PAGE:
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Women Genetically Programmed For Social Situations

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    NHNE News List Current Members: 736 Subscribe/unsubscribe/archive info at the bottom of this message. ... GENETIC CLUE TO GIRL POWER By Helen Briggs BBC
    Message 1 of 1 , Nov 6, 2002
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      GENETIC CLUE TO 'GIRL POWER'
      By Helen Briggs
      BBC
      Tuesday, November 5, 2002

      http://news.bbc.co.uk/1/hi/sci/tech/2400593.stm

      Women may be less prone to "geekiness" because of their genes.

      Research suggests they are genetically programmed to be adept in social
      situations.

      The key is the female X chromosome, which seems to protect against disorders
      linked with poor social interactions.

      Dr Ruth Campbell of University College London, UK, says there may be genes
      on the X chromosome that are important for the development of social skills.

      Bringing up baby

      Men have only a single X chromosome. It is possible that the difficulties
      some experience in displaying appropriate social behaviour could be down to
      this, she says.

      "Having two X chromosomes may be protective against whatever predisposes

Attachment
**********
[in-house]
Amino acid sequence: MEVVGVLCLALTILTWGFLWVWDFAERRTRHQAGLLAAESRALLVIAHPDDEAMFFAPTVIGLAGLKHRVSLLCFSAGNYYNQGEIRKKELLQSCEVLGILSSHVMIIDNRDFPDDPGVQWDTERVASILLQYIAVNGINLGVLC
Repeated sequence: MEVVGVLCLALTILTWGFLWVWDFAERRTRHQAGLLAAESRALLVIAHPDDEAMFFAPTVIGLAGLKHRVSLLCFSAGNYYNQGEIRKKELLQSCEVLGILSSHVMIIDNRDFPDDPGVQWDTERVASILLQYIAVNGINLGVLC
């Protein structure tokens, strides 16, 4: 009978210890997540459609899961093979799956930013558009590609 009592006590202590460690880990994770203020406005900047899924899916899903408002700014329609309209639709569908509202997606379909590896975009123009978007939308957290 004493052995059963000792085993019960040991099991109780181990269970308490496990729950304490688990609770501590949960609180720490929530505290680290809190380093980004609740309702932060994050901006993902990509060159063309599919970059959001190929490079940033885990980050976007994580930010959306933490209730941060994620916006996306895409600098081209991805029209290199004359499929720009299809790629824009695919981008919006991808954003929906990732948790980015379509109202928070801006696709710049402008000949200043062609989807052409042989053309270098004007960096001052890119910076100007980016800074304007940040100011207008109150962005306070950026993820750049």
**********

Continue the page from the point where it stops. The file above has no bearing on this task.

someone to not being able to make sense of the social world," she told BBC
      News Online.

      "It makes sense for women, who have to give birth, to have evolved so that
      the development of their social aptitude is well protected from accidents of
      inheritance or environment.

      "Their survival, and that of their babies, is particularly dependent on
      reading social situations accurately."

      Gaze perception

      The evidence comes from a study of women with Turner's Syndrome, a female
      genetic condition caused by a missing or defective X-chromosome.

      Many women with Turner's Syndrome have difficulties in social interactions,
      and find it hard to read body language. They have normal intelligence,
      however, and good verbal abilities.

      A team at the department of human communication science tested the accuracy
      of gaze perception in 41 women with Turner's Syndrome.

      The women were shown pictures of two faces, one looking directly forward and
      the other with a slightly averted gaze.

      The researchers found that women with Turner's Syndrome were much worse at
      distinguishing precisely where someone was looking - and this affected their
      ability to tell if they were being looked at directly.

      Autism conditions

      Dr Campbell says it is not that men are worse than women at social cognition
      but among people who are really bad at it you are far more likely to find
      men than women.

      Autism and autism-like conditions such as Asperger's syndrome are far more
      prevalent in men than women but it is not clear why.

      David Potter of the National Autistic Society says a possible link with the
      X chromosome is a plausible theory but far more research needs to be done.

      "It's another small piece of the jigsaw but it's not going to explain all
      cases of autism," he said.

      The research is published in the online edition of the Royal Society's
      Proceedings A and B.

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